Sunday, September 04, 2005

'Three Cheers for Price Gougers'

Tech Central Station has an excellent article reminding us that economic reality isn't suspended in catastrophes, just because we wish it were so; and trying to do so is no public service. Click on the headline to go to it.

On the other hand, the Evangelical Outpost has a good thread, now pretty lengthy with posts, on the morality of looting, and our response to it. Is it okay to shoot looters? Is it ever okay to loot?

The latter is an easy question: necessity knows no law, as St. Thomas Aquinas said: one who is truly hungry is justified in doing what is necessary to eat. But one should pay if possible, and eschew violence where possible.

And yet, "shoot to kill" orders are justified on the grounds that when police can't arrest someone, what real deterrence can they offer? Warning shots are meaningless without the threat of something more to follow; and "shoot to wound" is hard to modulate.

All so confusing, isn't it? Sometimes moral reasoning is hard!

But I'd unravel it this way. The price-gouging scenario presumes several things: a seller is actually selling; a minimum level of law-and-order, allowing exchange to take place; and that there are choices possible: buy now, or later? pay $X for this desired commodity, or keep the money for something else? The question of stealing necessities comes into play when even these minimums have disappeared.

Ultimately, it comes to this: all goods of earth are provided by God for the benefit of all; if there is scarcity or hardship, all share it, although it is right that the burden be borne to some degree unevenly: a child or an ill person may need food or water more than someone full-grown and healthy. Losses and sacrifice, likewise, should not be borne just by certain unfortunate folks, but we should all share the burden.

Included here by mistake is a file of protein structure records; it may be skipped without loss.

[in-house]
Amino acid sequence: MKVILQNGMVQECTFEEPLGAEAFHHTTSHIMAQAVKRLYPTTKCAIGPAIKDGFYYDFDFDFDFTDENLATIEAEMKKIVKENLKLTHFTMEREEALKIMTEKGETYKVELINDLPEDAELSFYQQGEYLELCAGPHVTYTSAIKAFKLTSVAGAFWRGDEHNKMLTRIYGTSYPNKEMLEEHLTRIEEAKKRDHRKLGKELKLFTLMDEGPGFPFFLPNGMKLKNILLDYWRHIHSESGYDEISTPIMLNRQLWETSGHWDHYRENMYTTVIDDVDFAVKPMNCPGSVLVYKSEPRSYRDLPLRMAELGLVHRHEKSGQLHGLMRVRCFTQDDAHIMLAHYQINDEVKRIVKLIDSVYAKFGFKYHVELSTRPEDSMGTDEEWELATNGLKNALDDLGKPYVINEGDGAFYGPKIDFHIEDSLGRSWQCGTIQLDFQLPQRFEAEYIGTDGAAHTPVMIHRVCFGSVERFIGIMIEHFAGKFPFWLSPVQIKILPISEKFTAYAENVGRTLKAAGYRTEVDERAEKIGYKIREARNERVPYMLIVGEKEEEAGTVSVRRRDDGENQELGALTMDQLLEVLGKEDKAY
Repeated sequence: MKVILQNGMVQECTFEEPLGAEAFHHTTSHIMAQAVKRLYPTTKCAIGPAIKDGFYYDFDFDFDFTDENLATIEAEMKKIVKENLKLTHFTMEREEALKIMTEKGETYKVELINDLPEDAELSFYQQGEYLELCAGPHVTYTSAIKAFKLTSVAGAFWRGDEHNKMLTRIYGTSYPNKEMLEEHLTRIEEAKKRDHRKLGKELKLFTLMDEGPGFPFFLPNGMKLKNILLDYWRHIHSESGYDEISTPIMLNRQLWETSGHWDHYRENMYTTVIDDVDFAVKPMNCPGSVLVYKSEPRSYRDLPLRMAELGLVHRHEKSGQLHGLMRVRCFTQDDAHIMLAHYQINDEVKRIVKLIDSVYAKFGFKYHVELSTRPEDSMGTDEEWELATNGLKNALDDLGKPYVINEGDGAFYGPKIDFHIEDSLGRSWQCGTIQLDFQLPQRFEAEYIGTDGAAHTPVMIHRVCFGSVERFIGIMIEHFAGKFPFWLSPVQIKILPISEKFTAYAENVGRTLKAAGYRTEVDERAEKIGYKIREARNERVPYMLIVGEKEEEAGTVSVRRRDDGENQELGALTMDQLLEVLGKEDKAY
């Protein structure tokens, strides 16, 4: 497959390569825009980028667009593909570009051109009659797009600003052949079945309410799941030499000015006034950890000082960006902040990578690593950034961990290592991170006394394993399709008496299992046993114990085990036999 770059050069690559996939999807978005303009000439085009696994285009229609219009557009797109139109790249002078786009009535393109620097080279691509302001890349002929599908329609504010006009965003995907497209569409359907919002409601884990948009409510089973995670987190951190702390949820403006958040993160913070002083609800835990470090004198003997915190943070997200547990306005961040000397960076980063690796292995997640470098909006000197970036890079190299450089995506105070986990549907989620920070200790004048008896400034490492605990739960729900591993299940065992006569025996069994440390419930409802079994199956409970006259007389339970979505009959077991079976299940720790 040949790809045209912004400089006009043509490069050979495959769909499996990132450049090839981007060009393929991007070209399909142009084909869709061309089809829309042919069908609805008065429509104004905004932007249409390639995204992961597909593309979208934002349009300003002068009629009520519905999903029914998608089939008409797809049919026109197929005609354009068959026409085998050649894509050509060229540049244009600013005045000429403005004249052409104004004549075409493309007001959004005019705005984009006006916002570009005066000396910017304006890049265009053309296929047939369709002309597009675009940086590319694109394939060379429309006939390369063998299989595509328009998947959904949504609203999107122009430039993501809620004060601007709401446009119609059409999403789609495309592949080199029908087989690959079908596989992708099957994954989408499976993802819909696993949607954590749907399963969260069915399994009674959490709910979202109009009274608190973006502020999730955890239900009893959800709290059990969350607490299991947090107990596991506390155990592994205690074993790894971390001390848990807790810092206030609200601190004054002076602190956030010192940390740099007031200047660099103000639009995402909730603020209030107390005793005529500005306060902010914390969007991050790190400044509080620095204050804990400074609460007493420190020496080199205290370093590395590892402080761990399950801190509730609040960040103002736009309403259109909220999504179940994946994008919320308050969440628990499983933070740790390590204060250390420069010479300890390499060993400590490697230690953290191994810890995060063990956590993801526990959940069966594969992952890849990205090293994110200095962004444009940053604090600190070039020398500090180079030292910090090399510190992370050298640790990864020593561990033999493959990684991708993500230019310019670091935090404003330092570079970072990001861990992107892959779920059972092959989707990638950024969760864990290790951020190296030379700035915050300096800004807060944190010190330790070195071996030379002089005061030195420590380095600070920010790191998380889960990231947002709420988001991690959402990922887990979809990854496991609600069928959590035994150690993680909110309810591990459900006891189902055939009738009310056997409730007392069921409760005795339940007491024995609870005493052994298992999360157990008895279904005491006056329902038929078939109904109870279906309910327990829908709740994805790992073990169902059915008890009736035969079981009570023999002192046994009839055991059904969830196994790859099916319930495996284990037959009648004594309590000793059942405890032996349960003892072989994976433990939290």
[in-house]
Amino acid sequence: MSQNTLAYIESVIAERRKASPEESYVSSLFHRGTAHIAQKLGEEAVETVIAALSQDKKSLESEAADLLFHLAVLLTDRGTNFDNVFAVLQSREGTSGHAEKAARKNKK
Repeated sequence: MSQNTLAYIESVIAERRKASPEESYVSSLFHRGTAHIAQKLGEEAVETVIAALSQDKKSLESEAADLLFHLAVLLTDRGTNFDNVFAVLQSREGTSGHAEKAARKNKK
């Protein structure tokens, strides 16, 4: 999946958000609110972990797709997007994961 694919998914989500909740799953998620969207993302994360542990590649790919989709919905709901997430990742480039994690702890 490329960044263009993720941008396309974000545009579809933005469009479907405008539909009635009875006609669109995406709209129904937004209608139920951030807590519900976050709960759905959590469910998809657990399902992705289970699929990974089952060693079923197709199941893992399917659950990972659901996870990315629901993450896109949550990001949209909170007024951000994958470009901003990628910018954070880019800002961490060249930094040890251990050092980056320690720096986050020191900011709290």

1 comment:

Martin said...

I think an economist would sell his own mother for the right price. Though economists can tell you lots about how prices are set they deliberately avoid the question of parity, fairness or better yet brotherly love.

So what happens when the man who needs gas to go get his insulin cant afford the gas? Is it justice when gas prices are driven higher by rich people driving bigger and bigger cars for vanities sake and the poor are left to fend for themselves.

The economist is right. Freezing gas prices is a useless gesture, harmful even. But Christians can re-evaluate their "needs" and find better ways to share their worldly goods.
cf. The book of Acts.